A new report concludes that cities could contribute significantly to the reduction of carbon emissions, regardless of their government's input. The analysis was conducted by the C40 Cities Climate Leadership Group, the Stockholm Environment Institute and Michael Bloomberg, the United Nations' Special Envoy for Cities and Climate Change. According to the report, city governments could cut global greenhouse gas emissions by 3.7 billion tons by 2030 and 8 billion tons by 2050, all with no national oversight.
Climate Progress' Jeff Spross reports:
As the study notes, pledges by national governments so far to cut their emissions have focused on policies that cover multiple industrial sectors, like electricity and industrial production. "Their pledges and action plans have seldom considered or reflected the impact of urban climate actions," the report said. "Cities also have unique and strong influence overs [sic] several policy levers -- such as urban planning and public transportation -- that may be less available to national actors."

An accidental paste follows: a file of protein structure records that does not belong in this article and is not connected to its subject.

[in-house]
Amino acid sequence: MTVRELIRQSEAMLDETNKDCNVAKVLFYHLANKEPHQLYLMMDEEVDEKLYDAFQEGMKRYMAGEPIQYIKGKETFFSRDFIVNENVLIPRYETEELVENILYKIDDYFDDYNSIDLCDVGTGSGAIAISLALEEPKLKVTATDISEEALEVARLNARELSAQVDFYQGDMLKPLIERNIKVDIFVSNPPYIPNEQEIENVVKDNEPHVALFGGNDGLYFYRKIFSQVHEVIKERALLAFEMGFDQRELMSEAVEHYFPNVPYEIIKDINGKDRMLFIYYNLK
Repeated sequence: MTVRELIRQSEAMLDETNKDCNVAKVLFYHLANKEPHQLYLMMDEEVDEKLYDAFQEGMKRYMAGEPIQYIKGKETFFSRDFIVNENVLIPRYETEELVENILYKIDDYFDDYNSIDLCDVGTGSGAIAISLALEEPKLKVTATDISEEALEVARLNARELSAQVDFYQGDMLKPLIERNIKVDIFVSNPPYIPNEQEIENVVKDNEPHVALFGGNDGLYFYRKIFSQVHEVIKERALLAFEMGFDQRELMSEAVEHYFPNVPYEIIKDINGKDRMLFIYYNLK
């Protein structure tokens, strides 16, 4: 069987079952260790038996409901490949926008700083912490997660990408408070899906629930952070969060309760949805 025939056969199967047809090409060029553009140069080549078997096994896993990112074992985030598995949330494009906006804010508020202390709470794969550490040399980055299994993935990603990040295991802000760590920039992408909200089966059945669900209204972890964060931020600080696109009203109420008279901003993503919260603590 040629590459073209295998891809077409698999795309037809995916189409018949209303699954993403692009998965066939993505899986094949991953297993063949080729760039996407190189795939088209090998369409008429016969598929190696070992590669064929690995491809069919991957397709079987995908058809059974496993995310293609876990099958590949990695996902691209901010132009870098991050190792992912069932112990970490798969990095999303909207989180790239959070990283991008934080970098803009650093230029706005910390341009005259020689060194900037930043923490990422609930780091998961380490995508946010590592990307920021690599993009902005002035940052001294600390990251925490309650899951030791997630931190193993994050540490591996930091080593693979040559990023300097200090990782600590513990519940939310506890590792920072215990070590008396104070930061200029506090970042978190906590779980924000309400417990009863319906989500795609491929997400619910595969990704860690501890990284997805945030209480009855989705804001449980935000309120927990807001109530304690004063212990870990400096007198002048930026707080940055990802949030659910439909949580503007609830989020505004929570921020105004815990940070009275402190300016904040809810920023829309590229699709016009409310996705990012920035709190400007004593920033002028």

What this means is that emissions reductions from specifically city-based actions can be considered in addition to national reductions, rather than as a piece of the latter. And when the potential of the two is added together, the reduction is significant.
The four biggest areas city governments can work in are building energy conservation, public transportation and urban planning, efficiency of rail shipments and improvement of waste and recycling systems.
According to the Washington Examiner, the mayors of Houston, Los Angeles and Philadelphia started a program on Monday that will set greenhouse gas emission reduction goals while supporting projects that mitigate their effects. "The reality is that the work is going to be done in cities," said Philadelphia Mayor Michael Nutter. "It will be done mostly by mayors. And then we will drive our respective nations' national agendas around these issues."